Courtney DuBois Credit: Courtesy photo

A West Virginia grand jury indicted a Georgia man on March 19 in connection with the death of Courtney Nicole DuBois, formerly of Limestone, whose dismembered body was found in a landfill in late 2018.

Terrick Robinson, 34, of Cartersville, Georgia, pleaded not guilty on Wednesday in federal district court in Clarksburg, West Virginia, to distribution of fentanyl resulting in death and six other drug or gun charges, according to the West Virginia Metro News.

Dubois’ dismembered body was found in a Bartow County, Georgia, landfill on Aug. 13, 2018. Investigators used dental records to identify Dubois, who had been living in Fairmont, West Virginia, when family members reported her missing.

Bella Michaud, DuBois’ great aunt, said Thursday that she and family members are happy that someone is finally charged for “doing such an awful thing.

“It’s just horrific what happened to her,” said Michaud, who lives in Fort Fairfield and works in Van Buren.

Robinson previously was indicted on drug charges, but the U.S. attorney’s office on March 19 added the new distribution resulting in death charge in a superseding indictment, according to the West Virginia News.

His attorney, Tom Dyer, told the West Virginia News that the superseding indictment was expected.

“The government has been waiting on the results of some forensic testing and some other evidence, and we have always anticipated there would be additional charges,” Dyer said. “This is no surprise to us. This is likely to delay the trial of the case for a number of months. This is one of the biggest investigations of the local task force that I’ve ever observed.”

Dyer was referring to the Greater Harrison Drug and Violent Crimes Task Force, which has led the investigation into Robinson and others.

Two Cartersville, Georgia, men with connections to Robinson, 32-year-old William Chappel and 26-year-old Sheddrick Damond Banks, were arrested following a Sept. 4, 2018, raid on a Fairmont hotel room resulting from a drug trafficking investigation that began in mid-spring of 2018.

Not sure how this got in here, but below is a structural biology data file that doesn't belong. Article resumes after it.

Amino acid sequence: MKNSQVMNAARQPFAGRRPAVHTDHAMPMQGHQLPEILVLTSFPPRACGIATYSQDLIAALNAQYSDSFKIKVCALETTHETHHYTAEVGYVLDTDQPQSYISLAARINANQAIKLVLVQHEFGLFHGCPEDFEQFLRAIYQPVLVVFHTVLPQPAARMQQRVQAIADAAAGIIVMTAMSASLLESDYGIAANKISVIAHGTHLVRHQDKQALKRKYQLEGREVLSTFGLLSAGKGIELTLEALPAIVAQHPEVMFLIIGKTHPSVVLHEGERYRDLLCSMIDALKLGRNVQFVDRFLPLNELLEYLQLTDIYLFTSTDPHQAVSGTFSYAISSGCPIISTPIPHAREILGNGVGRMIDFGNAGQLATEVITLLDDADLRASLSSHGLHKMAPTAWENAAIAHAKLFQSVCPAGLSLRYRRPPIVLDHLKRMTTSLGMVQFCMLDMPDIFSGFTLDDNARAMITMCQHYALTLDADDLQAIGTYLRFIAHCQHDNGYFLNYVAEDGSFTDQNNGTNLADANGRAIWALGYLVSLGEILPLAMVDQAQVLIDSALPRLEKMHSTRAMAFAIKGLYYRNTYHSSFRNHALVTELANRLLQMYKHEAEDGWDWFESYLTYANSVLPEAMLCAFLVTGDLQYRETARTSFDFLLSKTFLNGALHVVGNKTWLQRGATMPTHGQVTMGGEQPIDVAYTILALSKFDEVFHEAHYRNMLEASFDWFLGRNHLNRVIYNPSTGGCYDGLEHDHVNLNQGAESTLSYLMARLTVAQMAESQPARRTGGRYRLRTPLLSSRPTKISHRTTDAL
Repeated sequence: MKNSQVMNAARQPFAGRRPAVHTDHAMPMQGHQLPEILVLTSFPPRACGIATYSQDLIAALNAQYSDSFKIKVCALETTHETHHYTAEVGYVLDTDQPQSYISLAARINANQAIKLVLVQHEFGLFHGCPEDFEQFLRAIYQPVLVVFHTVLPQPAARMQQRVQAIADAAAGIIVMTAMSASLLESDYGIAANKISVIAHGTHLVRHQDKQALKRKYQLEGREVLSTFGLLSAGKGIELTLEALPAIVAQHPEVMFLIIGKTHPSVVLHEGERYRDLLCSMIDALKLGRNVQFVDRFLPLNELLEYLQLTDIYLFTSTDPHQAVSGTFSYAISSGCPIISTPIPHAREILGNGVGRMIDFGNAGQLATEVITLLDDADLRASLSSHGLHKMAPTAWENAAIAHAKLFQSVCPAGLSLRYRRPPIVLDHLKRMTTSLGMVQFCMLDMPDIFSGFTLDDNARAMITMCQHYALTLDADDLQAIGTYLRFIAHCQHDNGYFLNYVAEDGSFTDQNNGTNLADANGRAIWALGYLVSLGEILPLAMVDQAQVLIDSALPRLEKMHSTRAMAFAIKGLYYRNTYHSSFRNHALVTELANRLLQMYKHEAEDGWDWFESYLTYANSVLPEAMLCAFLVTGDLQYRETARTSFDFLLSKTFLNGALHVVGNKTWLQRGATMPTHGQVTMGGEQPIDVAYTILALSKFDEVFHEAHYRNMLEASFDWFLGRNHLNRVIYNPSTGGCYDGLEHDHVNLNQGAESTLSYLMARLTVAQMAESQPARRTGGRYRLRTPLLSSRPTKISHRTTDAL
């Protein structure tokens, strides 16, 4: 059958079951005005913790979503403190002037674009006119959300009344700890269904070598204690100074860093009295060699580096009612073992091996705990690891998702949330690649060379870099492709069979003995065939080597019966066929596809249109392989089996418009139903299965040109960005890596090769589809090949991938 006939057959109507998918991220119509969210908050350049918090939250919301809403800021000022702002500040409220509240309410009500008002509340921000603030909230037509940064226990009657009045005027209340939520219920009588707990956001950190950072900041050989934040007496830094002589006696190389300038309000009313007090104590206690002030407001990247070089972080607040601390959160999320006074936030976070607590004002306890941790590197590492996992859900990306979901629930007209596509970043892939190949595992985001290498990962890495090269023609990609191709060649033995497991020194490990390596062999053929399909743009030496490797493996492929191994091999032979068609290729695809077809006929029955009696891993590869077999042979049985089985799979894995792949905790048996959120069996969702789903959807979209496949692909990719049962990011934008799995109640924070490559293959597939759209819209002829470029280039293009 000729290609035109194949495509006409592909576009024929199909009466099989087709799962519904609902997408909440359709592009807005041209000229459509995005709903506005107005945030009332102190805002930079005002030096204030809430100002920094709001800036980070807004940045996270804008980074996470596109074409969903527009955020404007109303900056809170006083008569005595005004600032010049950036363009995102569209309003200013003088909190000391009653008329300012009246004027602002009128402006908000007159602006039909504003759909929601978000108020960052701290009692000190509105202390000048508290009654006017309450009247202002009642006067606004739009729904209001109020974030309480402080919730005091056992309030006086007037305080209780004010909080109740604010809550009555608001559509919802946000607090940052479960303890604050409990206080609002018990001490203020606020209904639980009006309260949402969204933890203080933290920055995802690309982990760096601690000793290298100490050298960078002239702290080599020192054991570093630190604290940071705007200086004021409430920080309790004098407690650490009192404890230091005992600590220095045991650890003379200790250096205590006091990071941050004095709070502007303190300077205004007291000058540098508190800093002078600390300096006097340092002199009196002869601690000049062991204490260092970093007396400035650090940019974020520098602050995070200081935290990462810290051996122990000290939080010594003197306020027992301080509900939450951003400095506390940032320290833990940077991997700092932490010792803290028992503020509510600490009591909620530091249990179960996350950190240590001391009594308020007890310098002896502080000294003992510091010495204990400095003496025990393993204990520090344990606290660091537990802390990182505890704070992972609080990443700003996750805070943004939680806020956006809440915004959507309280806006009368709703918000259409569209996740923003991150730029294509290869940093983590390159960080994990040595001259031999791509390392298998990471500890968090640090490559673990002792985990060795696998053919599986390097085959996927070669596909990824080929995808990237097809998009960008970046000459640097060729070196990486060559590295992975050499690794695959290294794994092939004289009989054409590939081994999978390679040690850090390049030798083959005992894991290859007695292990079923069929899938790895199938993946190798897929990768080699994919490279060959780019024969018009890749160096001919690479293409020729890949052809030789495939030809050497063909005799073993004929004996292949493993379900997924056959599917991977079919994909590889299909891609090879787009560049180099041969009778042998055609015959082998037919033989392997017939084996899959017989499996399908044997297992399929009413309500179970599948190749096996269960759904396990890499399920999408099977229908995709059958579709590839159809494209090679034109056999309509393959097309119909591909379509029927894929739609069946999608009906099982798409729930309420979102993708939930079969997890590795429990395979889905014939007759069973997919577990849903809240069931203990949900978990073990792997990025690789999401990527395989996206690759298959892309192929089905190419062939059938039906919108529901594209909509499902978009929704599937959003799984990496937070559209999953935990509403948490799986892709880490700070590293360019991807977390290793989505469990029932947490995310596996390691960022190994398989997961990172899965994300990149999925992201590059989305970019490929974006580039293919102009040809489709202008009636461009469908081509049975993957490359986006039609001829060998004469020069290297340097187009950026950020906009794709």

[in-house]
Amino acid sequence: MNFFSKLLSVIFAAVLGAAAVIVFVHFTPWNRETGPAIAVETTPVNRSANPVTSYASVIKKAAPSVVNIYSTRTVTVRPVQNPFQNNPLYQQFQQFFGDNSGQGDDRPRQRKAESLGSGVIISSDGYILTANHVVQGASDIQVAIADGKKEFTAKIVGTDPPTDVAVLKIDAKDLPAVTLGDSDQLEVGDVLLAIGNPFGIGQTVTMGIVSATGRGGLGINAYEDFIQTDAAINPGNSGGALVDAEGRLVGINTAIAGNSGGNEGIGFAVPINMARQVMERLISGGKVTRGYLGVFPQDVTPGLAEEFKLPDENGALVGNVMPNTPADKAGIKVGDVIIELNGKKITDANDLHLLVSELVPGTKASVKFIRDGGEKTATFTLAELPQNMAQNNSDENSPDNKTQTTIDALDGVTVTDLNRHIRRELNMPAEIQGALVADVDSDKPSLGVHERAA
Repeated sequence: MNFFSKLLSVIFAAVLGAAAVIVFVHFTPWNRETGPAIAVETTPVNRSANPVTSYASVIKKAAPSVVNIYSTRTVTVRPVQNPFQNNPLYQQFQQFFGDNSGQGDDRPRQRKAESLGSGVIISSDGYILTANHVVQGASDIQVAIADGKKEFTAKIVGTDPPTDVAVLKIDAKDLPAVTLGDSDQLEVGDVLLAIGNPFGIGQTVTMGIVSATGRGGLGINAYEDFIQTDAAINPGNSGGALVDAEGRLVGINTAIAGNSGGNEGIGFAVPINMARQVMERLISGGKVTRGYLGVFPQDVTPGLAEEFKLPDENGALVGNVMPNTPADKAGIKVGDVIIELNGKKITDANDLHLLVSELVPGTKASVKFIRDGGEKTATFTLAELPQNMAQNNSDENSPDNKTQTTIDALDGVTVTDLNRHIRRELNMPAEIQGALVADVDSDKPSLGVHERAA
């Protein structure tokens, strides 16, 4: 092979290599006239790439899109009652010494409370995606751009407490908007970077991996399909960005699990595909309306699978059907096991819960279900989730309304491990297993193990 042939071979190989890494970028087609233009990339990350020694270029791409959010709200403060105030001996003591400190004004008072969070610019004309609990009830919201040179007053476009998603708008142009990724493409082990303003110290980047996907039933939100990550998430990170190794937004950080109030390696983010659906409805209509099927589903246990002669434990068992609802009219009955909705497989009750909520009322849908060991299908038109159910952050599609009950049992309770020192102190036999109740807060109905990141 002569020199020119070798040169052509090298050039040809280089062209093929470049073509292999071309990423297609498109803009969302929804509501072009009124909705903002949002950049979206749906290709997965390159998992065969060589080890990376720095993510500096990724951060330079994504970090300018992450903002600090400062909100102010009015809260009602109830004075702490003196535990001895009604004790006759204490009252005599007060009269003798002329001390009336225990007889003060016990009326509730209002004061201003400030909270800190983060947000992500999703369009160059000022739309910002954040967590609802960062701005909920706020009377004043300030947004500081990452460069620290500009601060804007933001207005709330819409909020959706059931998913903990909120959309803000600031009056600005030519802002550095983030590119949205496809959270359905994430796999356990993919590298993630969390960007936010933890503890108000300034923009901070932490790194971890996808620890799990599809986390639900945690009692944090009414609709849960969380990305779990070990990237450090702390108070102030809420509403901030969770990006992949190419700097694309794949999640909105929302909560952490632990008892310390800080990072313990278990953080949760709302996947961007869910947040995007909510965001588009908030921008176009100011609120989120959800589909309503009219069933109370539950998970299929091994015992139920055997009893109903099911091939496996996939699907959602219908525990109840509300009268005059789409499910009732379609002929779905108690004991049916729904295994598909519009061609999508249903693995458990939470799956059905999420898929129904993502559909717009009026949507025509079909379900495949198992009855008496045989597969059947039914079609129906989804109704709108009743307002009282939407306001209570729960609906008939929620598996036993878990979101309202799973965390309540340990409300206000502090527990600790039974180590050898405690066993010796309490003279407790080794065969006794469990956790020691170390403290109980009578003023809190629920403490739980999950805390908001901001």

Chappel pleaded guilty earlier this year to federal drug and gun charges related to an alleged narcotics pipeline from Georgia to West Virginia. In return for his plea and cooperation, federal prosecutors agreed not to charge him with distribution resulting in death, according to the West Virginia publication. Chappel still faces more than 20 years in prison on the other charges.

Banks also remains imprisoned pending resolution of his case.

Investigators, however, have not yet revealed who is responsible for dismembering and discarding DuBois’ body following her fatal overdose.

Bella Michaud said that she and many in the family “feel her dismemberment is just as awful as killing her,” and that she is sure “more charges are coming” in the investigation.

“You watch crime shows on TV and it’s solved in one episode, but that’s not the case in reality. It just seems like it’s dragging.”

Michaud first discovered something was wrong in August of last year, when she saw one of DuBois’ friends write a Facebook post on her niece’s page asking, “Where are you? Please contact us.” Michaud then contacted the person who wrote the post and was horrified to learn that her niece was missing.

Courtney Dubois’ father and grandfather immediately left work as soon as they found out and subsequently contacted the Fairmont police as soon as they could.

“She was only 20 years old,” Michaud said. “You don’t always make good choices when you’re that young, and it’s just really, really unfortunate that this has happened to her.”

Michaud’s brother, Sylvio Dubois of Limestone, said last year that his granddaughter Courtney was born in Castleview, North Carolina. She moved to Wisconsin and Indiana before coming to The County as a teenager.

“She wasn’t used to the little communities up here,” he said. “She had a difficult time and ended up going to Alternative Ed in Caribou. She did very well over there and graduated.”

Courtney DuBois later moved to West Virginia, and her grandfather would often keep in touch with her via Facebook and “go to her page and see what’s going on.”

“She posted in July that she ‘finally made it and was now a college student,’” Sylvio DuBois said. “My son, Adam, had given her his GI Bill and she was going to go to college at some point in August.”

The family now awaits the trial that might bring more answers about what happened to her.

While no date has been set for a trial, Michaud said she is apprehensive that Robinson may have a good lawyer.

“I hope there’s not a loophole somewhere,” she said. “I’m sure selling drugs is very profitable and that he has a good lawyer. I just hope that, ultimately, justice is done.”

This story was originally published in The County.